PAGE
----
I'll search for a few more video's and post them.
To Ripeart: Notice I said, "than I had from older recordings". This is my subjective analysis about MY recording, not anyone else.
I have no illusions that my skills are not a large factor in anything I do. Gear is a factor also. Budgets can certainly affect things too.
Glad you are watching me so closely, I feel all warm and sqiggly now, thanks....
I'll have to look back at my posts, I may have worded incorrectly?
I AM re-building a studio, since you've made it your business. Yes, I personally will be using lots of analog gear, but will have digital equipment in the chain too.
You do realize when I mentioned my ADAT's as in my older recordings, that ADAT's are digital tape, right?
So NO, I'm not building an analog ONLY studio (My ADAT's aren't going anywhere, and I will have a standalone hard disk 24 bit recorder/mixer). Just building one that works better for my needs.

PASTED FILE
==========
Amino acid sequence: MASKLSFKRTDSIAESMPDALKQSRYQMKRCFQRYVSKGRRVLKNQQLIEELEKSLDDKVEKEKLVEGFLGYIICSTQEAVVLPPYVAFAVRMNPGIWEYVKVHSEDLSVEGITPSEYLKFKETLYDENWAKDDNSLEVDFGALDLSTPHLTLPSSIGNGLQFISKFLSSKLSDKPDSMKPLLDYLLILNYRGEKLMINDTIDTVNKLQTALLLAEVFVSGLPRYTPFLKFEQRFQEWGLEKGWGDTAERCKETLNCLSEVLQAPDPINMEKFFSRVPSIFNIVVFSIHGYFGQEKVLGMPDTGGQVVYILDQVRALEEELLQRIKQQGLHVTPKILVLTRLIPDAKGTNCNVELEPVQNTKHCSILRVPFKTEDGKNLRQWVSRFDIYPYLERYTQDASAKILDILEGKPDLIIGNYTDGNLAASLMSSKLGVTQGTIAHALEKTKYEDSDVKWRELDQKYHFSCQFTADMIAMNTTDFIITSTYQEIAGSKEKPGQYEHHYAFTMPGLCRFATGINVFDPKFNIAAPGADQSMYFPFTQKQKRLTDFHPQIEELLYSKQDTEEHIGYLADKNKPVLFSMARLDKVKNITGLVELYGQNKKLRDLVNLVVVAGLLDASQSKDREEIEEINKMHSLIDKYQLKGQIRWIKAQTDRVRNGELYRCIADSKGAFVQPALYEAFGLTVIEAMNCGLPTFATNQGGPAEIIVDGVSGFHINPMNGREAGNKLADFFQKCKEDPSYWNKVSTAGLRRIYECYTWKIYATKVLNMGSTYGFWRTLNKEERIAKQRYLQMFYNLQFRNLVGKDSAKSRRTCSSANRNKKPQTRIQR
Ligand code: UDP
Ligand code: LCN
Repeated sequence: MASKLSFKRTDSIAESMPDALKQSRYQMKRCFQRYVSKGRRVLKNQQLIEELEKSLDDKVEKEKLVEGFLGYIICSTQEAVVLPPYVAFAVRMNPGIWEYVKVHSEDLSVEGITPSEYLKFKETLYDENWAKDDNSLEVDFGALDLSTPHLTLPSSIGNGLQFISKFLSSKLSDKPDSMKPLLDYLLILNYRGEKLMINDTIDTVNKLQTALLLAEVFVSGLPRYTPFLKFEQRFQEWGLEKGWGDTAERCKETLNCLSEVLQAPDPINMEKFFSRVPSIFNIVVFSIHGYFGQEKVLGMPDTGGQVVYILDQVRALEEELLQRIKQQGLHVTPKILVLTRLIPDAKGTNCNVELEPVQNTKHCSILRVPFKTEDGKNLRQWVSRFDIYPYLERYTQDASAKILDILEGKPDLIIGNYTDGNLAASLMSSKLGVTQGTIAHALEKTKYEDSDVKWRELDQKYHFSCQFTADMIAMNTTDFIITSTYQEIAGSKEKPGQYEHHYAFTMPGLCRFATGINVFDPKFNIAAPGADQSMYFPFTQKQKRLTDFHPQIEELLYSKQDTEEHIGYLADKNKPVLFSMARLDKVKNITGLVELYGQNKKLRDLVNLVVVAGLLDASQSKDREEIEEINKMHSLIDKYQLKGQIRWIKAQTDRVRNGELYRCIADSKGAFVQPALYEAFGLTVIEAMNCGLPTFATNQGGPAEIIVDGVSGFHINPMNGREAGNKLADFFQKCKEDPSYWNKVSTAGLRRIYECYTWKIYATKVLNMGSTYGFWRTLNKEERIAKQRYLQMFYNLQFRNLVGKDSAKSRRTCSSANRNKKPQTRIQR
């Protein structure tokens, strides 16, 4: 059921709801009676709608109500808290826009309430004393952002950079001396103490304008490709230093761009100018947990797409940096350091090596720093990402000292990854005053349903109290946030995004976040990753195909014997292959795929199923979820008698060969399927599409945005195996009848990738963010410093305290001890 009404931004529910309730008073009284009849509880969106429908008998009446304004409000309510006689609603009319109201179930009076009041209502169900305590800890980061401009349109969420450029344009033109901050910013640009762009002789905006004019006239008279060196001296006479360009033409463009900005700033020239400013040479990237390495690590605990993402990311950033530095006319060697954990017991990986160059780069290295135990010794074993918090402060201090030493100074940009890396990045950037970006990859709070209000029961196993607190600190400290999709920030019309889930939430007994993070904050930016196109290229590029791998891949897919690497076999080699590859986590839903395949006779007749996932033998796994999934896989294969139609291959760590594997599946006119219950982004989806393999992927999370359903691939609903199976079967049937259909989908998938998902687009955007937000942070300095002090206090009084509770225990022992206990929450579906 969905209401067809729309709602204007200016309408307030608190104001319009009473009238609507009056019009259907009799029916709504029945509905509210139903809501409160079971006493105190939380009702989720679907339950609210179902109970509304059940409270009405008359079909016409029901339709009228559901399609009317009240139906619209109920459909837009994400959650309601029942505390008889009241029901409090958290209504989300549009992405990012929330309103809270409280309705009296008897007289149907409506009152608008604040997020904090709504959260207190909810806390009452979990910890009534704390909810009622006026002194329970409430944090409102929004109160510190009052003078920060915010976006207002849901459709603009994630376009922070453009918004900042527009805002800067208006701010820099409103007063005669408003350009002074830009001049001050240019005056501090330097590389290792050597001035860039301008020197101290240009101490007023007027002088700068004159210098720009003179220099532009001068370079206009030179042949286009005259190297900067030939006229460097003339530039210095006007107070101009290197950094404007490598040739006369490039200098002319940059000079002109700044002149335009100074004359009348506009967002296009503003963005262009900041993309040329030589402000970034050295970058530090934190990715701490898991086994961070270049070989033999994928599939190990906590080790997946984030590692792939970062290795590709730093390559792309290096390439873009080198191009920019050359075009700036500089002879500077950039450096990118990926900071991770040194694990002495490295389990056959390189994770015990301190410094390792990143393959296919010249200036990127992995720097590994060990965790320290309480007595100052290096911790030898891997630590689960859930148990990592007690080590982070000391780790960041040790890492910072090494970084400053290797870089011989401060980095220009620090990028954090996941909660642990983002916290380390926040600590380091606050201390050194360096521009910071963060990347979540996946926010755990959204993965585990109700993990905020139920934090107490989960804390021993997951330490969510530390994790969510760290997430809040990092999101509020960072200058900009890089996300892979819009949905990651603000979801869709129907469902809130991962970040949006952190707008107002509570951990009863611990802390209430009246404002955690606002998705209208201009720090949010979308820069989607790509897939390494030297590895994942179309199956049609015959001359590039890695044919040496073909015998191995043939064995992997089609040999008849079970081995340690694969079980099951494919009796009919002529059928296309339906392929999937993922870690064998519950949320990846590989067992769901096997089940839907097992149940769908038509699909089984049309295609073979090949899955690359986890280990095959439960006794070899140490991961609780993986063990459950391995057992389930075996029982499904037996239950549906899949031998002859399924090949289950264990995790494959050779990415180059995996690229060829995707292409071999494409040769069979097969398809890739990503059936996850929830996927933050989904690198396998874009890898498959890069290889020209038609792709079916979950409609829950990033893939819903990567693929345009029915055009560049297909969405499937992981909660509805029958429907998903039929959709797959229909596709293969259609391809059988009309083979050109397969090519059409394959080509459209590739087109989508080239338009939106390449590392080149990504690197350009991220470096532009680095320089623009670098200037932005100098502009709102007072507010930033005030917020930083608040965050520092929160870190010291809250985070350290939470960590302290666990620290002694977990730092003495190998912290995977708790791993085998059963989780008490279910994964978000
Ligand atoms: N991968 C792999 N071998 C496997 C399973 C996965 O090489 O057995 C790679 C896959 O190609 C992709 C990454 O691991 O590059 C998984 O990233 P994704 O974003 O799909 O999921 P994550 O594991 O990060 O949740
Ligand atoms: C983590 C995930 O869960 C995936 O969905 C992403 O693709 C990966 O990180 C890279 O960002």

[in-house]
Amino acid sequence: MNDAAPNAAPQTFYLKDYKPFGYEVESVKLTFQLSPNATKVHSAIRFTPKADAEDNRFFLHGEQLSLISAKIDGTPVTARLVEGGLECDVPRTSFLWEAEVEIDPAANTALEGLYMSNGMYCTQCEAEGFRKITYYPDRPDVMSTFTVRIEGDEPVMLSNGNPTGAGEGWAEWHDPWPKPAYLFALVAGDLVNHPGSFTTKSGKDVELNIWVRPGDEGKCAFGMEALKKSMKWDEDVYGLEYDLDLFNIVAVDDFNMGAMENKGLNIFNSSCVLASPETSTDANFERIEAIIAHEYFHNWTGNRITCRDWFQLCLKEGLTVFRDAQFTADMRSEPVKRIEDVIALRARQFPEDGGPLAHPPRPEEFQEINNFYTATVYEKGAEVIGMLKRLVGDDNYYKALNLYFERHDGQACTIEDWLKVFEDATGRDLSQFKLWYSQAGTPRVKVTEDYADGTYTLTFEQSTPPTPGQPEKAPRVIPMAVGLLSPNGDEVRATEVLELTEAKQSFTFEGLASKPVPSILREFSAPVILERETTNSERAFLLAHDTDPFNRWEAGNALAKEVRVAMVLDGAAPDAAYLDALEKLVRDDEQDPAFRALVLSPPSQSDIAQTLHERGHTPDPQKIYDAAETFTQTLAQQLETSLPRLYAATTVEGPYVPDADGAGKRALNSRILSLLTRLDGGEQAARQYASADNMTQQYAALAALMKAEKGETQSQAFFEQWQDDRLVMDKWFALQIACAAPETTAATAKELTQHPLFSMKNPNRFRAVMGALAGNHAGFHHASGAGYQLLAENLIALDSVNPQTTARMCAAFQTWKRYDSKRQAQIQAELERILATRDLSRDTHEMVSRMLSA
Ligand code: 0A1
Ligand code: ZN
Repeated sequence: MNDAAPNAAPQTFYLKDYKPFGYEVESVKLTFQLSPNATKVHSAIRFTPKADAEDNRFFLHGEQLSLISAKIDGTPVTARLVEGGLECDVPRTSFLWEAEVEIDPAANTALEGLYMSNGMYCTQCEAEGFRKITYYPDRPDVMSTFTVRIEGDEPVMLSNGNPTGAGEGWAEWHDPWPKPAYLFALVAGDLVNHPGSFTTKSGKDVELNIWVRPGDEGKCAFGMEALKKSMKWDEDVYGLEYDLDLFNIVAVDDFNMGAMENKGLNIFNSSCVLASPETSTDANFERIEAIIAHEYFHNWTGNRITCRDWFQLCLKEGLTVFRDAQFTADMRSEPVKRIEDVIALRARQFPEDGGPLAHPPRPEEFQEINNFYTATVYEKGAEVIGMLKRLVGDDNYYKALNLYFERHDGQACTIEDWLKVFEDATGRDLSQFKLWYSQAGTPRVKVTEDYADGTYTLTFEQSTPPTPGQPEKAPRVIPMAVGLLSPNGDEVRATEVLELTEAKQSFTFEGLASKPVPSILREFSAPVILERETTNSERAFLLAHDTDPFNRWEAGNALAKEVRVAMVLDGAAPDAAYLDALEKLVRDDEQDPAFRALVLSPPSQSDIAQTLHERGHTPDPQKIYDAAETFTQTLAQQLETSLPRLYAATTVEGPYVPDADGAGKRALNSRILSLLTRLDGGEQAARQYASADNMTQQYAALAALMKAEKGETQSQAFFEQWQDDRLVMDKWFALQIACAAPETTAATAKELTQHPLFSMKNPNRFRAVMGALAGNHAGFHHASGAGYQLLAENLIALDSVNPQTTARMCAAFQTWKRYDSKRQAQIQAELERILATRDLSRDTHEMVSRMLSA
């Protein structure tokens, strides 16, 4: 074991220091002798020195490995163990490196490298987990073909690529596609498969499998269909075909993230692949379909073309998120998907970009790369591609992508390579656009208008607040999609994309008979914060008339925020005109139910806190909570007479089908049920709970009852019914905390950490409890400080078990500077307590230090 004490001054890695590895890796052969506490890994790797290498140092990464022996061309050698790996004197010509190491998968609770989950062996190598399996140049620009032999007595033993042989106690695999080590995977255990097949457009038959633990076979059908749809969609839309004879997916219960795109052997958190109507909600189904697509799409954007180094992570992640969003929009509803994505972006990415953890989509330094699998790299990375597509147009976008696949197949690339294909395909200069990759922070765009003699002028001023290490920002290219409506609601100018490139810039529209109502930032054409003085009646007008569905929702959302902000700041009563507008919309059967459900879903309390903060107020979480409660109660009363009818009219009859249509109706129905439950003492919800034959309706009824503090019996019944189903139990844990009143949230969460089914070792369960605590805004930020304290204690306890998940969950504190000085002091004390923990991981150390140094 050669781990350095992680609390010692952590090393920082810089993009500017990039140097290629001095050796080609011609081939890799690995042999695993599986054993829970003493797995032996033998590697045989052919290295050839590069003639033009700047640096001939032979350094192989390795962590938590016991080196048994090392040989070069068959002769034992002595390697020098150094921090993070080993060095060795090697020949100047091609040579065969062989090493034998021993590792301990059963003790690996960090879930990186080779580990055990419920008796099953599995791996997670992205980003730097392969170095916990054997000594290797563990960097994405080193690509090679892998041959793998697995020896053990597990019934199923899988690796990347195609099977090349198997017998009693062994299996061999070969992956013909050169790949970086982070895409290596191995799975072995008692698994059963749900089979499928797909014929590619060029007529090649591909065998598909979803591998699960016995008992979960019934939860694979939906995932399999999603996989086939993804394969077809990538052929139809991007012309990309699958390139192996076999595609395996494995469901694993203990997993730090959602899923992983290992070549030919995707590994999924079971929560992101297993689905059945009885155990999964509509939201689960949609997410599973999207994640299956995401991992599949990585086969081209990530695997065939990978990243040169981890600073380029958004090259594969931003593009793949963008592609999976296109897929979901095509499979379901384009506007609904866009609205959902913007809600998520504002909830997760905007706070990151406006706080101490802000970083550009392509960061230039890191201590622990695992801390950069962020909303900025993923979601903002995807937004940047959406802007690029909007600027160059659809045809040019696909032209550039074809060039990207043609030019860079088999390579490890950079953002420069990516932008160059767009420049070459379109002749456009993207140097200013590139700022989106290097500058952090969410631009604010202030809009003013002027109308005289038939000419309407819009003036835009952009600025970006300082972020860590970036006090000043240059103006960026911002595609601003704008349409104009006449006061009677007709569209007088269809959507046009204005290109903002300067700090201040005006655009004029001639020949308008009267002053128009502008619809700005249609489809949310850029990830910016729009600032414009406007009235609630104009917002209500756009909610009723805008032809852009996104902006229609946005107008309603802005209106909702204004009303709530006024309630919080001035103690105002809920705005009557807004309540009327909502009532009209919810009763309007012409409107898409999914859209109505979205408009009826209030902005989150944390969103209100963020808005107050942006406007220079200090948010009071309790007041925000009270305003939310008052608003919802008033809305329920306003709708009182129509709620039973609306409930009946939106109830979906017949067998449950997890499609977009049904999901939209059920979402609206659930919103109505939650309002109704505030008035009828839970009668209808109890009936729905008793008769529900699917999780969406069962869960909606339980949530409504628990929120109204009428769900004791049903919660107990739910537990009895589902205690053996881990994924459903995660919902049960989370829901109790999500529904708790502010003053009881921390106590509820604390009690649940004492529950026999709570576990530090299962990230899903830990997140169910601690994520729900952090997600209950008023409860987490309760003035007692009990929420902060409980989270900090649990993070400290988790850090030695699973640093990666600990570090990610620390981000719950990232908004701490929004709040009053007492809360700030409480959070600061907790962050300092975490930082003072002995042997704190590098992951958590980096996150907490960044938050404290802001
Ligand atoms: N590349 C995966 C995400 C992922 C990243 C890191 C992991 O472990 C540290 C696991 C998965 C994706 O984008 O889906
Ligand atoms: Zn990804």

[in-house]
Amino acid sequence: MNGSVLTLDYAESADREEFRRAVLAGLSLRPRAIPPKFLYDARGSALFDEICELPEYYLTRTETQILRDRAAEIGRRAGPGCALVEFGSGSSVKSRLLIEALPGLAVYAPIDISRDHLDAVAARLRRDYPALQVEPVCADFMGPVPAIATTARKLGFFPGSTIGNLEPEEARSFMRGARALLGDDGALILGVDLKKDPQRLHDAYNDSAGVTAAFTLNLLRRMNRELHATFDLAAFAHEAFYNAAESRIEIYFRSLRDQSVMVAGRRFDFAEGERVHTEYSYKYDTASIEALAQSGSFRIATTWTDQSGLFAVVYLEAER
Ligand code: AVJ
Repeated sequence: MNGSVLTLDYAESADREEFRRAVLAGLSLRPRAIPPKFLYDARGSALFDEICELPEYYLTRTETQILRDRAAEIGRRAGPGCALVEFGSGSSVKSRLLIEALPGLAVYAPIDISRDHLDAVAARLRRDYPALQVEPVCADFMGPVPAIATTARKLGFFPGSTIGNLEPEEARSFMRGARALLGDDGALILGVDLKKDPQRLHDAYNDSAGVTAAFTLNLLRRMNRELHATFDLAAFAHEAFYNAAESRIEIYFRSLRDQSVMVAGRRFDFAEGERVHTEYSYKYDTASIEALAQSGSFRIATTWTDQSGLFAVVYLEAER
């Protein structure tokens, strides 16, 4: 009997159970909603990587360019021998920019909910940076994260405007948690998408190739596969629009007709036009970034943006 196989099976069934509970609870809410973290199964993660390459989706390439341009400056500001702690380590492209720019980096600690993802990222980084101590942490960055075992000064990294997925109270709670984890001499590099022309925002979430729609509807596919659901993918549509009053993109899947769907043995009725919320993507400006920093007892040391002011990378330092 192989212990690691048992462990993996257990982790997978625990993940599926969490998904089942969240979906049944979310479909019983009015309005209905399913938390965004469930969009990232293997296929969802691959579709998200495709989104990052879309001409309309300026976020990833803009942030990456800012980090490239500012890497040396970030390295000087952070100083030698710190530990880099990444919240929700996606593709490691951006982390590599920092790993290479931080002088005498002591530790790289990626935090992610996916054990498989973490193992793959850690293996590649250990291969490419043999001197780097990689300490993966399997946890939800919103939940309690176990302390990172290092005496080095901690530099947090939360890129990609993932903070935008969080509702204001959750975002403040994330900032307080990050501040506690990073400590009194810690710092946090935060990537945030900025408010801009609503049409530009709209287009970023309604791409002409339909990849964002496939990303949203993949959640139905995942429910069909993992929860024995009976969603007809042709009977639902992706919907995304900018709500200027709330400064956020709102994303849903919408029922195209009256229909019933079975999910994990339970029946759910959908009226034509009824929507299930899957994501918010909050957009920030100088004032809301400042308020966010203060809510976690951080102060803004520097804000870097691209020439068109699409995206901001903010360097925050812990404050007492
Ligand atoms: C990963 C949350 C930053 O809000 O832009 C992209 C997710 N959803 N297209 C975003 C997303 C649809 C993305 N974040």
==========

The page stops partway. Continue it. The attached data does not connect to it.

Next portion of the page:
Quit twisting things to start an argument!
Read my post and the wording.....
I said, I have gotten as good or better with what I did with mostly analog. You aren't going to pull me in to the analog vs digital crap.
All types of recording have their place and some types suit some people better than others. Gee if we all thought the same, we would all have blue Ford trucks and the same hair do.
But you are right that the majority leans towards digital. That is why I posted. This was an excellent video, well thought out. And I'm sure he could make one equally as good, steered towards those that sorry, but may have needs differing from the majority.
Thanks for responding, I agree, I record both. I think he didn't look at my words carefully enough and thought he was gleaning an anti-digital stance. I certainly couldn't be against digital, I'd have to ditch my ADAT's and how would I burn my CD's?
Don't think many people still listen at home on the RtR or in the car on their cassette deck anymore.
But in the recording process, for ME, I like a more hands on "Standalone" approach, and yes I like the sound analog can add to the mix. It may be my shortcomings in my abilities that have led me to this. I don't think so, but some will say, it must be. I can only be ME and record the way I can best benefit those I record for, with the gear I can afford on my budget. The styles of music I record have a large effect on what my gear needed is also. But lastly, I will admit, I DO NOT like recording/mixing/mastering on a computer. But that's me. I'm a 50 something ex-hippy, recording musician, that is going back more old school.